Dana Develops Risk Mitigation Strategy

To head off problems, Dan is monitoring the financial viability of the lower-tier suppliers with which it does business.

Byron Pope, Associate Editor

August 7, 2012

3 Min Read
Baugh says supplier reactive rather than proactive during global recession
Baugh says supplier reactive, rather than proactive, during global recession.

TRAVERSE CITY, MI – U.S. auto-parts maker Dana is determined not to be caught off-guard again, like much of the auto industry during the height of the global recession and following the earthquake and tsunami that struck Japan last year, a top executive says.

Gary Baugh, Dana’s senior director-purchasing, Power Technologies Group, says the supplier now has strategies in place to detect possible industry disruptions and mitigate their impact.

During the recession in 2008-2009, Dana was reactive rather than proactive, Baugh says, noting the company worked closely with its OEM customers and lower-tier supply base to lessen the impact.

One of the new policies in place to detect problems down the road is to monitor the financial viability of the lower-tier suppliers that service Dana or are looking to do business.

Determining the financial health of suppliers that are privately held can be tricky because their records are not public, so Dana has asked its purchasing chiefs to provide input on what “they feel is going on” at the companies, Baugh says.

“If (private) suppliers are talking about delaying shipments or wanting payments, those are things you want to act on,” he tells attendees at the Center for Automotive Research’s Management Briefing Seminars here.

Dana also is monitoring the financial stability of countries where it has operations, Baugh says, noting the ongoing European financial crisis is similar to what occurred in North America a few years ago.

“We have to know how to leverage our global capacity to meet regional needs,” he says. “Some (capacity) in Europe is not being utilized, so how can we use that in North America to meet a need?”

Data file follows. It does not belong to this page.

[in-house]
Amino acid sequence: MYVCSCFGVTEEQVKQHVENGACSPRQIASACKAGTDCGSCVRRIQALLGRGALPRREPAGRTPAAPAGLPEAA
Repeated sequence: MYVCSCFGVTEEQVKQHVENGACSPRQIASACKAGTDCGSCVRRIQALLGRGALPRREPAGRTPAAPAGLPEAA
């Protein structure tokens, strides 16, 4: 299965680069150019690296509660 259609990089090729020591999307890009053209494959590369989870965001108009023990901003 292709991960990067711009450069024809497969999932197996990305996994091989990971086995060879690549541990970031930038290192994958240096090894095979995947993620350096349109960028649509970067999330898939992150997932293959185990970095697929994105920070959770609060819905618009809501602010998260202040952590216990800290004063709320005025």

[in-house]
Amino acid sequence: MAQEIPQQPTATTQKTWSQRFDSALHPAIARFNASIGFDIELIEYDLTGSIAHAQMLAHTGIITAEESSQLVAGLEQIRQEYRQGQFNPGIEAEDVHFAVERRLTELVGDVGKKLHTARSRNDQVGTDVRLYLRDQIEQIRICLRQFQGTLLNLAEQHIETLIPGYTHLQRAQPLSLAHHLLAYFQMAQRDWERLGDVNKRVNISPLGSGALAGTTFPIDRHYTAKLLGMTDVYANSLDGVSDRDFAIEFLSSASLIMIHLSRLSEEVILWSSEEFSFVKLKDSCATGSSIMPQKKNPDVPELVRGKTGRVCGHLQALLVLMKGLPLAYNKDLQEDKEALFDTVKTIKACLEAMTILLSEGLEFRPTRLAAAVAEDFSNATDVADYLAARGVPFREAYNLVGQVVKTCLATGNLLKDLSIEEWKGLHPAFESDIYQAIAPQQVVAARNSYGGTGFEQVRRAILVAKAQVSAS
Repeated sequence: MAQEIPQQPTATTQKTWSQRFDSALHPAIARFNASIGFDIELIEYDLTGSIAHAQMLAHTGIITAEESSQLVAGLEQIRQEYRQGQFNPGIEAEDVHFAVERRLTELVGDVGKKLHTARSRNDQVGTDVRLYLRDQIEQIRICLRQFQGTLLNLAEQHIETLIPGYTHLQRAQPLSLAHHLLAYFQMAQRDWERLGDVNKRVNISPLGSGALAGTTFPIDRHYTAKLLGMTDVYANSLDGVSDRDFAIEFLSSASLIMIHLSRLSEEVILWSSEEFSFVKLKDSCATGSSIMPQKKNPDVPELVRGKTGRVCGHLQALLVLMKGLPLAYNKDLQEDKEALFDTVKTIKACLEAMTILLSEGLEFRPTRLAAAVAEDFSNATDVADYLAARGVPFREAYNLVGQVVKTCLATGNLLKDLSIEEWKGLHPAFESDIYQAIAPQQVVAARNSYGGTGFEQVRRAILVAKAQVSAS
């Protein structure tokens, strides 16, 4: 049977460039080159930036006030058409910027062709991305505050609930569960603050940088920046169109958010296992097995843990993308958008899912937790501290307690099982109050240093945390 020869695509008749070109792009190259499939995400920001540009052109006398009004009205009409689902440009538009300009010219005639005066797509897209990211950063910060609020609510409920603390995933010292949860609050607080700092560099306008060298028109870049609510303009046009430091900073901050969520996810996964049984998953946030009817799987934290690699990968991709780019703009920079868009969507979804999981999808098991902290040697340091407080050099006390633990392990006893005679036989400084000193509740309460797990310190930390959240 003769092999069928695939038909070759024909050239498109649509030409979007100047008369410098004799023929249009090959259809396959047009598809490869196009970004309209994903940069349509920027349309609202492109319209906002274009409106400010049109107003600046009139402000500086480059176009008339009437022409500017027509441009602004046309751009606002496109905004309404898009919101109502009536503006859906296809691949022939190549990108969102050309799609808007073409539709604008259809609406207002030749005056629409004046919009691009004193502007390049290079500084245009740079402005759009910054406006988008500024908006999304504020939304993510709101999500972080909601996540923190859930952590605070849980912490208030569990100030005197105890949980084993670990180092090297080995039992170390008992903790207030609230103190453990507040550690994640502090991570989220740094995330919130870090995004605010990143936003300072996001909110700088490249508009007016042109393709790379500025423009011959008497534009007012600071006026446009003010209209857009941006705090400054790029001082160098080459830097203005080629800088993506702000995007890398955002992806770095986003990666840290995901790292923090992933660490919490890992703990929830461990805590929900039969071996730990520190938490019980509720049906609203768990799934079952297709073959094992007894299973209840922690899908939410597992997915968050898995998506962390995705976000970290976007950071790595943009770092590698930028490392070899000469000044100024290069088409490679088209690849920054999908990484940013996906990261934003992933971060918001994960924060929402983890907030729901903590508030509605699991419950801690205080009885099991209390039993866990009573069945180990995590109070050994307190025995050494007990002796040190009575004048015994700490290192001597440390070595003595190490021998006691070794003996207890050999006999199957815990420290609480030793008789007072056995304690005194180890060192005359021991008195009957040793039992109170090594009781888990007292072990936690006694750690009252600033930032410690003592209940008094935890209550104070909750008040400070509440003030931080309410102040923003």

Additionally, Dana works to head off risks that fall outside the financial realm, such as potential part shortages that could affect OEM customers. The company monitors whether “it is over-exposed to a particular supplier,” he says. “It’s prudent to let (our) customers know the situation and that we’re trying to contain that situation.”

Parts shortages often can result from a lower-tier supplier’s business strategy, Baugh says. There have been incidents in which a supplier gave late notice that it planned to discontinue a certain part, leaving Dana scrambling to find an alternative.

“We have to know what they’re doing with product planning over four or five years,” he says. “Some tell you and some don’t, but we want to put that in front of them.”

Knowing an auto maker’s product plans helps prevent supply disruption as well. In a best-case scenario, Dana likes to keep its supply base informed of OEM business plans 24 months ahead, Baugh says.

“We have to prepare our partners with as much information (as we can), so if they do need to add capacity, they know how to put it in place.”

Most companies that reach “strategic supplier” status with Dana provide a select product or service that is fundamental to the success of the core business, such as a particular technology.

Beyond that, they must be global or prepared to become global and have the means to grow, a demonstrated track record of reliable performance and a mutually dependent relationship with Dana.

“We want to provide opportunities to those suppliers,” Baugh says. “We want long-term sourcing arrangements. We can’t afford to be changing our sourcing direction three to five years down the road.”

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About the Author(s)

Byron Pope

Associate Editor, WardsAuto

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